Investigation of Backprojection Uncertainties With M6 Earthquakes

TitleInvestigation of Backprojection Uncertainties With M6 Earthquakes
Publication TypeJournal Article
Year of Publication2017
AuthorsFan W.Y, Shearer PM
JournalJournal of Geophysical Research-Solid Earth
Volume122
Pagination7966-7986
Date Published2017/10
Type of ArticleArticle
ISBN Number2169-9313
Accession NumberWOS:000418577900028
Keywords2015 gorkha earthquake; Back-Projection; backprojection; california; california hypocenter relocation; cluster-analysis; denali fault earthquake; earthquake source imaging; form cross-correlation; hybrid; japan; location techniques; source-receiver reciprocity; southern; subduction zone; tohoku-oki earthquake; Uncertainty analysis
Abstract

We investigate possible biasing effects of inaccurate timing corrections on teleseismic P wave backprojection imaging of large earthquake ruptures. These errors occur because empirically estimated time shifts based on aligning P wave first arrivals are exact only at the hypocenter and provide approximate corrections for other parts of the rupture. Using the Japan subduction zone as a test region, we analyze 46 M6-M7 earthquakes over a 10year period, including many aftershocks of the 2011 M9 Tohoku earthquake, performing waveform cross correlation of their initial P wave arrivals to obtain hypocenter timing corrections to global seismic stations. We then compare backprojection images for each earthquake using its own timing corrections with those obtained using the time corrections from other earthquakes. This provides a measure of how well subevents can be resolved with backprojection of a large rupture as a function of distance from the hypocenter. Our results show that backprojection is generally very robust and that the median subevent location error is about 25km across the entire study region (approximate to 700km). The backprojection coherence loss and location errors do not noticeably converge to zero even when the event pairs are very close (<20km). This indicates that most of the timing differences are due to 3-D structure close to each of the hypocenter regions, which limits the effectiveness of attempts to refine backprojection images using aftershock calibration, at least in this region.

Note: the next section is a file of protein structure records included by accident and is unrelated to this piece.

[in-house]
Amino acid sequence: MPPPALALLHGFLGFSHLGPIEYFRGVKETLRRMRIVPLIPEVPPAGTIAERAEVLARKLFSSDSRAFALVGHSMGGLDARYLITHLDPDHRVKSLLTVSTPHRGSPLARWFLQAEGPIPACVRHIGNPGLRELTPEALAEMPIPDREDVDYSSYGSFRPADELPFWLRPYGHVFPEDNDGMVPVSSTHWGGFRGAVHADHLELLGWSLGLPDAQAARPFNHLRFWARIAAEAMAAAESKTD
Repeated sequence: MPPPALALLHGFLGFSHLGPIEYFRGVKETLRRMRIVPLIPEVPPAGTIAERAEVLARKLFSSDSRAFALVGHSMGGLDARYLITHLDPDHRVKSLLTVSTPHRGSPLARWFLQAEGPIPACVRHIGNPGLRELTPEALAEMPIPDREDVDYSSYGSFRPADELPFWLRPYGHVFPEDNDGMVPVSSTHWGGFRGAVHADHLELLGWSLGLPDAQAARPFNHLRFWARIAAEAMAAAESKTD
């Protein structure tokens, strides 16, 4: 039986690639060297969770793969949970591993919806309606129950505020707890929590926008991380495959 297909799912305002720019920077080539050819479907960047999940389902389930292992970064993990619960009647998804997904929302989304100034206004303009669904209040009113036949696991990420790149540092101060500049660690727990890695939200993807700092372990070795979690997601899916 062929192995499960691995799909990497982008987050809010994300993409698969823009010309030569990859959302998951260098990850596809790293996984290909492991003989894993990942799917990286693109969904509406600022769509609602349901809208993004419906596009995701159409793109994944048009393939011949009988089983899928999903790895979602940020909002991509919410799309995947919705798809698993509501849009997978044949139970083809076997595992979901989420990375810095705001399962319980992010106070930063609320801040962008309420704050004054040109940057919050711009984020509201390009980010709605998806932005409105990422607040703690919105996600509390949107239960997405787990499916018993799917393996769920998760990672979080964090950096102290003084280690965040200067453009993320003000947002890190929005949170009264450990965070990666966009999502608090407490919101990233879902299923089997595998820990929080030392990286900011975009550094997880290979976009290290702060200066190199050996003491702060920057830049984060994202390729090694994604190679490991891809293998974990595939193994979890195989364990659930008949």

DOI10.1002/2017jb014495
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